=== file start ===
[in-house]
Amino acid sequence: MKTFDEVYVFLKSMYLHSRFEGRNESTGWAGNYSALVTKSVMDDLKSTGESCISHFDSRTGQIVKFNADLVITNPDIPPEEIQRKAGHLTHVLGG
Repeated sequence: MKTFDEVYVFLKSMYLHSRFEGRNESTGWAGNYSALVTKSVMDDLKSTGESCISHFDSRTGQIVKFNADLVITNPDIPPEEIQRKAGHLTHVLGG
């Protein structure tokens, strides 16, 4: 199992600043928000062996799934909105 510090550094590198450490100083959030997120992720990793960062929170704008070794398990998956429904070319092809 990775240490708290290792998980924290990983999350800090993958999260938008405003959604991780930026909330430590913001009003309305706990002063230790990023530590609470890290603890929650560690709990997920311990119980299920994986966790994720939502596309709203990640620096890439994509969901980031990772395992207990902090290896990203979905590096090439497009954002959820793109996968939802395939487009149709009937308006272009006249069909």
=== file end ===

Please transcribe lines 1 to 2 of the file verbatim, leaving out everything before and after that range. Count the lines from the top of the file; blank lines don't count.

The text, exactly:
[in-house]
Amino acid sequence: MKTFDEVYVFLKSMYLHSRFEGRNESTGWAGNYSALVTKSVMDDLKSTGESCISHFDSRTGQIVKFNADLVITNPDIPPEEIQRKAGHLTHVLGG